The pandemic also allowed us to bring more voices from a range of global regions. We Zoomed in wonderful guest speakers that would otherwise be very hard to bring in physically to the US. I was suddenly not limited to New York City. I can bring a guest speaker from anywhere in the world. I know it was available before the pandemic but there’s something about the pandemic that opened it up a bit more. I think it diversified our field and our pedagogical guest inquiries.
I would like to find more opportunities to bring in more materiality into my classrooms, alongisde guest speakers who can share from their experiences and practice. I continuously seek to introduce more hands-on modeling and hands-on creation into my large courses. This year, instead of creating video animations for the virtual classroom, students will be analyzing a case study and hopefully, developing a small-scale demonstration in groups.
Prioritize Connection With and Between Students
One of the things that was most important for me through online teaching was to create space for students to express their thoughts, interests, and concerns. In real life, we just bump into each other, in the elevator, café, or the stairway; we have time at the end or at the beginning of class to have an informal conversation. In-person classes can change very dynamically based on how things are happening. Zoom sessions changed this, and time between Zoom meetings became useful to rest from the screen fatigue. So I hosted Zoom open “coffee” hours, just like that: an open virtual space that allowed students to bring together their ideas and reactions. I would set up a Miro whiteboard and pose an inquiry such as, “How do you think building technology should catalyze equity?” We brainstormed on Miro around this question. (See Figures B and C). It was just an open hour. Something about this open structure allowed students to bring their voices and be critical, it was really powerful.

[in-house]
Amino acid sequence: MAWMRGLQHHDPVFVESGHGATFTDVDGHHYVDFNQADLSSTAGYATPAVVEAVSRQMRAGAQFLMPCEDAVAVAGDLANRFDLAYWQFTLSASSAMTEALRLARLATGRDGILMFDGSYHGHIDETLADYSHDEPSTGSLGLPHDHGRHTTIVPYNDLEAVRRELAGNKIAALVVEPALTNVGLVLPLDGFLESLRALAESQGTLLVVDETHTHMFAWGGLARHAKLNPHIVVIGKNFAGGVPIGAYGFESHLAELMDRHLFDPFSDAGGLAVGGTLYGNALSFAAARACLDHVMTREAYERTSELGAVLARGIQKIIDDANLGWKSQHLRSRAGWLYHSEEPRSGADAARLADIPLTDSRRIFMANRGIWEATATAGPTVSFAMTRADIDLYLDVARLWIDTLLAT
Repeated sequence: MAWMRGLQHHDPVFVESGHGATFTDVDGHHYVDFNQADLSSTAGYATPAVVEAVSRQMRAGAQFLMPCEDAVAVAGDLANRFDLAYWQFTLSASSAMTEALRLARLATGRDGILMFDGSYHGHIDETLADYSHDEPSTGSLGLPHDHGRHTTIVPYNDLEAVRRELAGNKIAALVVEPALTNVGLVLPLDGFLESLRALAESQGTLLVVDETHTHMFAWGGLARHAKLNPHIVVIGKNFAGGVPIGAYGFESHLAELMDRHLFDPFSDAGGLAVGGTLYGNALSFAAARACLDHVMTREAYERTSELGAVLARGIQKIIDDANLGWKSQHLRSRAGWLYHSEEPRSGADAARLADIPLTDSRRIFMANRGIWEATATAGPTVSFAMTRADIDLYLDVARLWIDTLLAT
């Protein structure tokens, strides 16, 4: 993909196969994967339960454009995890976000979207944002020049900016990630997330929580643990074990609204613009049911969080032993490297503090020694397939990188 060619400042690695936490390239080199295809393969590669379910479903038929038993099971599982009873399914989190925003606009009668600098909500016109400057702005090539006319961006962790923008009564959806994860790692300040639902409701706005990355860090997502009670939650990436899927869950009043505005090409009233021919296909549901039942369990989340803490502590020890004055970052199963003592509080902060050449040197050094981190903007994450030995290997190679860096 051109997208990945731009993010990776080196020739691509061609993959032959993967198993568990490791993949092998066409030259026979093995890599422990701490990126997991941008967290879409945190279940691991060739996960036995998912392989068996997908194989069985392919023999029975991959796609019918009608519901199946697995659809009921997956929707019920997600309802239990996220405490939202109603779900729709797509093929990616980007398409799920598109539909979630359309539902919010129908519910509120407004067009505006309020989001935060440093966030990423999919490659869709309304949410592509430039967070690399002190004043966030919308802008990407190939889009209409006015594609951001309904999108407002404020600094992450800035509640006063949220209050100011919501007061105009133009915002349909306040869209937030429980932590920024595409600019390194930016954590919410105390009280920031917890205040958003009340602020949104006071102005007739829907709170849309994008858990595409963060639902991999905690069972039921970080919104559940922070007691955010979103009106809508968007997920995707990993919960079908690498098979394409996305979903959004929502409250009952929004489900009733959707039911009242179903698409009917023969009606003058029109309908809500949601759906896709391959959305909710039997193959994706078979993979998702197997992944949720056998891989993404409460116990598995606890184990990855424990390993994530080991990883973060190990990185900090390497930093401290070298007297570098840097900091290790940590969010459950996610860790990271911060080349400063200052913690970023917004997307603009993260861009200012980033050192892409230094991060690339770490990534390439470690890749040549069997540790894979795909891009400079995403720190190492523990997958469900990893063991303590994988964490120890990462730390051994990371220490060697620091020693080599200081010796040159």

I joined Columbia in the midst of the pandemic. When I first arrived at Columbia, there was no one on campus. Everyone was teaching from home, but I came to campus every day to teach from my office, so I could feel how it is to be situated on campus, to be situated in the school, in the buildings, near the classrooms. This allowed me to feel connected to the knowledge and lively source of this institution. I was hungry for in-person interaction and happy to return to in-person classes. I can’t say, “Zoom was wonderful.” I don’t want to be a romanticist who looks at digital utopias and says, “Oh, online teaching with Zoom is just amazing.” I am happy to be back in person. I am happy to not teach remotely anymore. I’m happy to see my students in person, to see their faces, to be able to interact with them; it’s more personal, relational. The warmth and energy are just different. The interactions and relationships are different. Also, I am noticing that the friendships and collaborations among students are different.
Advice for Instructors and the Future of Teaching at Columbia
Create direct experiences.
In the building professions, students learn by working with tactile offerings and materials, interacting with substances, constituencies, mix designs and assemblies. What if we expand this agenda to the rest of Columbia University? How can we bring matter into the classroom, whether it is financial, artistic, social, biological or engineered matter?. It’s also about going outside, to field trips to site visits, to engage in projects with, for, and by communities, or learn from communities as they engage within the university. We need to demystify the Western approach of Mind over Matter. We have to go outside our heads, outside our smartphones and computers, and outside our notebooks to be able to implement our work to catalyze change in the world.